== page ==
"Life has very unexpected moments," said a groggy and a bit stunned Marion Cotillard from an L.A. hotel room early Thursday, when she learned she was one of the five Oscar nominees for lead actress.
The Academy Awards nominations for that category played out largely as expected: Julianne Moore ("Still Alice"), Felicity Jones ("The Theory of Everything"), Reese Witherspoon ("Wild") and Rosamund Pike ("Gone Girl") all earned nods in the category.
The surprise? Cotillard. Many expected Jennifer Aniston to snag the fifth spot for her performance in "Cake," but instead it went to the French actress for her role in the Belgian film "Two Days, One Night."
"I was totally in shock. This was very, very unexpected. And at the same time, a real deep joy because I really wanted to take this movie to the Oscars," Cotillard said, noting the work of Jean-Pierre and Luc Dardenne. "This was the first time for the Dardenne brothers, and I was very sad when we didn't make it to the short list of foreign language films, and I thought that was it. Now I'm going to take this movie to the Oscars! There was no inch of suspicion of getting nominated."
Cotillard is the only actress from a foreign language film in the category.
"To show a French or Belgian movie outside of our country -- and to see it resonate here -- is something I really, really enjoy," she said.
Shortly after the academy's announcement Thursday, Witherspoon said nominations for her as lead actress and "Wild" co-star Laura Dern for supporting actress were "a huge win for what I've been trying to do with my production company: Create roles people would connect with, but also more dynamic, complicated female characters.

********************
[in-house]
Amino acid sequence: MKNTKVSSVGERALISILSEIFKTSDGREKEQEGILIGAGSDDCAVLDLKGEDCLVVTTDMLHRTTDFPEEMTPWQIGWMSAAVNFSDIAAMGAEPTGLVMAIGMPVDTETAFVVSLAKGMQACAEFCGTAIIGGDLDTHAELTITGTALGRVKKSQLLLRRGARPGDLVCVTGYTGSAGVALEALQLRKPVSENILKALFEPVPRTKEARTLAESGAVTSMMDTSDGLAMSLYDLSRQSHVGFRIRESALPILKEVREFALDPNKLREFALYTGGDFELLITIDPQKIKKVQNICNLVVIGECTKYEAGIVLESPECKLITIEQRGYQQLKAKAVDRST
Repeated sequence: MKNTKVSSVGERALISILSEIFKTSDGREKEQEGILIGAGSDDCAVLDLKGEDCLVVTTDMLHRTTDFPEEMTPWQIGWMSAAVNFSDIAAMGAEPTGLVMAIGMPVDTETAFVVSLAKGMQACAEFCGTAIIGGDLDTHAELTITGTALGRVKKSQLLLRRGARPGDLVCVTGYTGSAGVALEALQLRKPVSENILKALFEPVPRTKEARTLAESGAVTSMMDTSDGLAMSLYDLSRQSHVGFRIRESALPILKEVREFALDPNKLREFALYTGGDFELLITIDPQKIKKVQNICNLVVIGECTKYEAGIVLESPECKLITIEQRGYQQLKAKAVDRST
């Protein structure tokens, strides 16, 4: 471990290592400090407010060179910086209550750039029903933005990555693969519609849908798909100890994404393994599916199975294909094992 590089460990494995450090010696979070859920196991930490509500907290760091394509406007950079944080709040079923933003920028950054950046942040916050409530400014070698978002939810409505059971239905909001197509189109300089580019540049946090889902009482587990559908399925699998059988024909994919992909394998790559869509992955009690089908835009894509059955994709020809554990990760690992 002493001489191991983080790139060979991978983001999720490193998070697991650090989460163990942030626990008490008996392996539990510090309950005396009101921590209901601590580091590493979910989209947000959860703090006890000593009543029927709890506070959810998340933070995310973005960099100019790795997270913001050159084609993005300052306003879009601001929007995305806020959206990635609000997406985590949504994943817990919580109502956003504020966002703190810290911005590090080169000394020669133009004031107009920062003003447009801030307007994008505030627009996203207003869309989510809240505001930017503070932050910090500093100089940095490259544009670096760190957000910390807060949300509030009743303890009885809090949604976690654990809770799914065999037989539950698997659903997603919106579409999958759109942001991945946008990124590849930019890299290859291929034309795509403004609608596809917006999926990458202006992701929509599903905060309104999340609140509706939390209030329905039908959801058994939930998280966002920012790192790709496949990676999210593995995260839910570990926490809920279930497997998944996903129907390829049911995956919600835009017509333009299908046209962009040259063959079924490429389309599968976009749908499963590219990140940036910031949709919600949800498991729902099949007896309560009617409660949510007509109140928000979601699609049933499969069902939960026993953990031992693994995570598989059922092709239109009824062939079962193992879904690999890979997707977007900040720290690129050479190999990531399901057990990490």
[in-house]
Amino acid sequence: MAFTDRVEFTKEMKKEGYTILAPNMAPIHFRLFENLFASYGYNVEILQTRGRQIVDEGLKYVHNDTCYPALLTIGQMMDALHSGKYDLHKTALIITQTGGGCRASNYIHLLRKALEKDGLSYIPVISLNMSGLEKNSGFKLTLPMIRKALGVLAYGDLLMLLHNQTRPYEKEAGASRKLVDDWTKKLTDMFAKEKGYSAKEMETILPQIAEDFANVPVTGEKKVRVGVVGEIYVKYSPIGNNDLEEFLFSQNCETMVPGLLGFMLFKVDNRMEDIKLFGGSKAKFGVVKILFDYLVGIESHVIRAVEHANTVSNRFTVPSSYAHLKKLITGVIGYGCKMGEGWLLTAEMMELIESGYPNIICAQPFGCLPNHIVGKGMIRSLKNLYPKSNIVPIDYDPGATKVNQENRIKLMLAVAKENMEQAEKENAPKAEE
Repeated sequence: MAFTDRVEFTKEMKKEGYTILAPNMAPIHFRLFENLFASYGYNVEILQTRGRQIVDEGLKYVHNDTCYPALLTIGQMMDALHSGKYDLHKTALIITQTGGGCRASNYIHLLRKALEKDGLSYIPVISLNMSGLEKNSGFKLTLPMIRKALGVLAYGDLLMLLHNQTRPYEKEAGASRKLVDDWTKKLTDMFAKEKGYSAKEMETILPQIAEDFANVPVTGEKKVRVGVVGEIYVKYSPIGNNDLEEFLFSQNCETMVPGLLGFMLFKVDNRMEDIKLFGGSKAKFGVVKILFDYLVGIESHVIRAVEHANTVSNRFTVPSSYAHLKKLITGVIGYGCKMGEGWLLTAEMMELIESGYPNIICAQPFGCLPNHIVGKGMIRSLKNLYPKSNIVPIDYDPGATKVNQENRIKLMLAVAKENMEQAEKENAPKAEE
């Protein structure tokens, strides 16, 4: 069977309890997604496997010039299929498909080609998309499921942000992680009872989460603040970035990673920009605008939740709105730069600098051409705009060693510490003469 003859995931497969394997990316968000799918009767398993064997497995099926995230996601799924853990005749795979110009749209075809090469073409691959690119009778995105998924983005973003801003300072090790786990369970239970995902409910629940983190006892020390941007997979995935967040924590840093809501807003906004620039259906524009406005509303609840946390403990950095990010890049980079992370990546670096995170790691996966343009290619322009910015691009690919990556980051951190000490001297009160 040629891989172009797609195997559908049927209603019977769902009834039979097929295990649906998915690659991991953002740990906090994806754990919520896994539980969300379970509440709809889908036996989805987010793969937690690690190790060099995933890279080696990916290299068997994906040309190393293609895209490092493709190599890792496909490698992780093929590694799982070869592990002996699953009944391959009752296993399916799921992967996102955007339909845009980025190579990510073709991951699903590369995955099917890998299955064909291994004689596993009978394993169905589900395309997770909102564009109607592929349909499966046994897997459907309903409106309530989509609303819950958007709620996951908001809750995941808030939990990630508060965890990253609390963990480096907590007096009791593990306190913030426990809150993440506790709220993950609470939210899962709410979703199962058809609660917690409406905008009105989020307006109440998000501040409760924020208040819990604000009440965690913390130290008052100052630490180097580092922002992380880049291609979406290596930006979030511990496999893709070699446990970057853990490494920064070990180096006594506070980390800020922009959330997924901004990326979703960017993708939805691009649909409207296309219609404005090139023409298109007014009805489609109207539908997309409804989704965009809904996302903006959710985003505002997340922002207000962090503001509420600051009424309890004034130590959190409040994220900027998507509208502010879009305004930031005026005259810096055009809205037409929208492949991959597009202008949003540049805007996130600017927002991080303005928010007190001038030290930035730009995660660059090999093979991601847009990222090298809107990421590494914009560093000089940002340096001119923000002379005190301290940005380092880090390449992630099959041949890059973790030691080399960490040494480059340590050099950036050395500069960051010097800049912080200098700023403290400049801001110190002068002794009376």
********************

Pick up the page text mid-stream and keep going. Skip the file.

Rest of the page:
"The academy is so wonderful in recognizing them. These characters -- they're not good girls, they're not bad girls, they're just complicated women. That's a huge win for everyone."
Witherspoon earned her nomination for playing Cheryl Strayed, a former heroin-using divorcee who hiked, solo, along the Pacific Crest Trail.
"The idea of this woman, alone in the wilderness, was just beautiful," the actress said. "We've seen so many hero journeys with men, but I've never read or seen one like that with a woman, who saved herself -- no money, no job, no man -- and it had a happy ending. I connected not as a woman, but as a human being."
Moore's Oscar nod for "Still Alice" was expected. The actress took home the Golden Globe on Sunday for her role as a professor struggling with early onset Alzheimer's disease. Moore wasn't available for comment Thursday, but in her Globes acceptance speech she said that when Lisa Genova wrote this book on which the film is based, "she told me that no one wanted to make it into a movie because no one wanted to see a movie about a middle-aged woman."
Felicity Jones said the other actresses in her category are among her favorites of all time.
"I've been struck by all of them," she said. "They're all actresses I hugely respect and have admired for years. So to be in their company is fantastic."
"Wild" was a particular favorite, Jones said. "Some films just touch you deeply, and I love that one and would have loved to have been involved in it in any way. It was very special."
Playing physicist Stephen Hawking's wife, Jane, pushed Jones to her limits at times, the actress said, because scenes were often filmed out of sequence.
"I remember one scene, playing Jane with two children in the morning -- she meets Jonathan, it's at that point in her life -- then, after lunch, doing the scene where Stephen and Jane first meet," Jones said. "And it took me so many takes because I felt this incredible emotional and spiritual baggage she'd accumulated being in that situation; and it was difficult to take off those layers of experience."
When Rosamund Pike learned of her nomination, she was at home in bed with her 6-week-old and 2-year-old sons -- and a rescue helicopter, three cars, a train and other toys.
"It's a mad clash of all areas of my life piling on top of each other in this surreal cocktail of motherhood and career -- but its been grounding," she said.
David Fincher's "Gone Girl," she said, "has been the most exciting journey of my career. The daily feeling of being daunted by the challenge and calibrating the journey of this fascinating woman and giving her a truth and a reality -- who this little girl was that turned into this woman? -- so she wasn't just this one-dimensional villainous creature."
Much has been made -- at the Globes and elsewhere -- about the abundance of strong roles for women. Among the actresses left out of the Oscar nominations Thursday: Anne Dorval in the Cannes prize-winner "Mommy," Tilda Swinton in "Only Lovers Left Alive" and Scarlett Johansson in "Under the Skin."